Airlines canceled nearly 200 flights in preparation for Typhoon Trami as of Friday afternoon (local time), September 28, according to local media. JAL and ANA both suspended more than 100 domestic flights and Taiwanese airlines also canceled flights to Okinawa. Further flight delays and cancelations are likely at airports across the country, particularly southern Japan, as the storm moves up the Ryukyu Islands and toward the mainland. The Category 2 equivalent storm is forecast to pass just off the northwest coasts of Okinawa and Amami islands on Saturday, September 29, before arriving on the Japanese mainland near Osaka on Sunday, September 30.
As of 12:00 on Friday, Trami is was located 392 km (244 mi) south of Okinawa and producing 170 km/h (106 mph) winds with gusts up to 204 km/h (127 mph) and is forecast to gain strength as it moves toward Japan. The storm is predicted to bring heavy rain and damaging storm surge to the Ryukyu Islands and the southern coast of Japan. Further transportation disruptions are likely; flooding, mudslides, and power outages are also possible.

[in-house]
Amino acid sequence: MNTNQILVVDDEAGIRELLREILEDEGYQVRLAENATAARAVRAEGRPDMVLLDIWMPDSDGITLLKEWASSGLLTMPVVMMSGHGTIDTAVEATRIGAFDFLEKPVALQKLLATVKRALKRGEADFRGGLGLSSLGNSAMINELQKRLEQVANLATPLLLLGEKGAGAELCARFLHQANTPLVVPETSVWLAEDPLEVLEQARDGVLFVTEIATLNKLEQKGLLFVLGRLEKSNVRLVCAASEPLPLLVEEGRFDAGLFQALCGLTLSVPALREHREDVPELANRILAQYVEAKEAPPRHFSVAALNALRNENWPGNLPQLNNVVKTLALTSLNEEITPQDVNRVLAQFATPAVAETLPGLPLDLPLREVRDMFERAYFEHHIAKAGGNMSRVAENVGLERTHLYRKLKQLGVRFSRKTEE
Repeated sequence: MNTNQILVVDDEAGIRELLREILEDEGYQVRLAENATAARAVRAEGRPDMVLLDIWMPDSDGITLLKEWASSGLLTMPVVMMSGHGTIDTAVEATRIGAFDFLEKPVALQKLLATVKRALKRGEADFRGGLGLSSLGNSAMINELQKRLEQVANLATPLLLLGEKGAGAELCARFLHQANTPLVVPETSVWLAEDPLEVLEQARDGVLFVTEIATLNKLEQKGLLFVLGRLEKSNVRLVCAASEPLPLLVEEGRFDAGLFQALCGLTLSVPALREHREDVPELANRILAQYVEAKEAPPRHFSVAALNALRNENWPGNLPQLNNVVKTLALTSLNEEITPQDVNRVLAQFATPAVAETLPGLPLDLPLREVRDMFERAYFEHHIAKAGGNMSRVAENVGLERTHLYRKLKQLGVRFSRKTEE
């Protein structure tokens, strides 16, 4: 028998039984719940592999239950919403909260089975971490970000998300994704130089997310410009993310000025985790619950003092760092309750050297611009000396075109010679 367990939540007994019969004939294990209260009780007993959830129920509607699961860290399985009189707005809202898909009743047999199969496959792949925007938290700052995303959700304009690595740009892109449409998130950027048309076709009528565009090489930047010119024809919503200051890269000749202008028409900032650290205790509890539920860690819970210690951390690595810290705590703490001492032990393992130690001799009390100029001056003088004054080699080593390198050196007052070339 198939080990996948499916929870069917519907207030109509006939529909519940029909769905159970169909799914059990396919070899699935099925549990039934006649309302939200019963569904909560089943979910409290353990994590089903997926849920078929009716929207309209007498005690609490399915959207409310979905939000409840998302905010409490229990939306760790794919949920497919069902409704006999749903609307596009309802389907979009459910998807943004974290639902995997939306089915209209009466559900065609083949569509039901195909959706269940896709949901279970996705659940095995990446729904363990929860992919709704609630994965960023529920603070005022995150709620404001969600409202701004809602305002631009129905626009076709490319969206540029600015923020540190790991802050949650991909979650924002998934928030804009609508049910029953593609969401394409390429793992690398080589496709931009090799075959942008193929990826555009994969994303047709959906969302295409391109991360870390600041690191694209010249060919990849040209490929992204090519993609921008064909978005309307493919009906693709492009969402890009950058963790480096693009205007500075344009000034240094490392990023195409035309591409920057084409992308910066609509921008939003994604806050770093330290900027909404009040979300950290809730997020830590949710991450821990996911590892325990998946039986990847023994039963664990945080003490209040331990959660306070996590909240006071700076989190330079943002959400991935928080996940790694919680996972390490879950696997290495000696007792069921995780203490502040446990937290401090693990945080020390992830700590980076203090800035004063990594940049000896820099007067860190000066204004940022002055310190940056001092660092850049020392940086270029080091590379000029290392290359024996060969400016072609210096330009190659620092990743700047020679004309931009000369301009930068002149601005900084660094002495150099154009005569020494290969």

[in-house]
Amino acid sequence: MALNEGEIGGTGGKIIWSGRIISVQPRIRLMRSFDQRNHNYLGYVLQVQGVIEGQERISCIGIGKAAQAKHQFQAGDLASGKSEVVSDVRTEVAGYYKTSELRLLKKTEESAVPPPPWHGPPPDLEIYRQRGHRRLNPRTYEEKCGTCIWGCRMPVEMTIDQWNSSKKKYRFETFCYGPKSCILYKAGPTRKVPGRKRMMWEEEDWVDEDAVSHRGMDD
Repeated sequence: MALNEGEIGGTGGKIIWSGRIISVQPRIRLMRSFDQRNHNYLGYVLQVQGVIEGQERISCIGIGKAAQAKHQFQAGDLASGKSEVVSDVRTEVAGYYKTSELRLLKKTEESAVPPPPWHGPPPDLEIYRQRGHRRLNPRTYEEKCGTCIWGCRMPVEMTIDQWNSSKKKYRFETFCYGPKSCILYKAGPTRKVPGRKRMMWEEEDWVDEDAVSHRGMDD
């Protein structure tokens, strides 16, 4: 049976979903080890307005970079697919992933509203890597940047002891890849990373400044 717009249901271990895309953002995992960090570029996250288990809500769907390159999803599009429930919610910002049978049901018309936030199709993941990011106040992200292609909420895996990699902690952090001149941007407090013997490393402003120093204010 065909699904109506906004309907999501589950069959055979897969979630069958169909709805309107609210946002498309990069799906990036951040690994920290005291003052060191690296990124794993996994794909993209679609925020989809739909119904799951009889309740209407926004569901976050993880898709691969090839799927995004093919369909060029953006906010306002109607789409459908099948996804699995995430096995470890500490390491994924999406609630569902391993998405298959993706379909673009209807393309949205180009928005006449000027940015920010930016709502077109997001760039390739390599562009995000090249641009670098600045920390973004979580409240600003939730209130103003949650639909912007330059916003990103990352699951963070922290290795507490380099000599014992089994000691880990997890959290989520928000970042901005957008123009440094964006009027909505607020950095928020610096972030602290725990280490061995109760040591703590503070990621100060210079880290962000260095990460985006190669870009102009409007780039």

Tropical cyclones and typhoons are common in the western Pacific from June through November. Japan has experienced seven typhoons since July, including Typhoon Jebi which made landfall in early September. Jebi was the strongest tropical storm to hit Japan since 1993 and killed 17 people and caused extensive damage, including forcing the closure of KIX after flooding its runways and main terminal and damaging the bridge to the mainland.
Individuals present in the abovementioned regions are advised to monitor local weather reports, anticipate transportation and power disruptions, obey instructions issued by the local authorities, and avoid flood-prone areas until the situation stabilizes. Remember that driving or walking through running water can be dangerous - 15 cm (6 in) of running water is enough to knock over an adult - and that floodwater may contain wastewater or chemical products; all items having come into contact with the water should be disinfected and all foodstuffs discarded.
Copyright and Disclaimer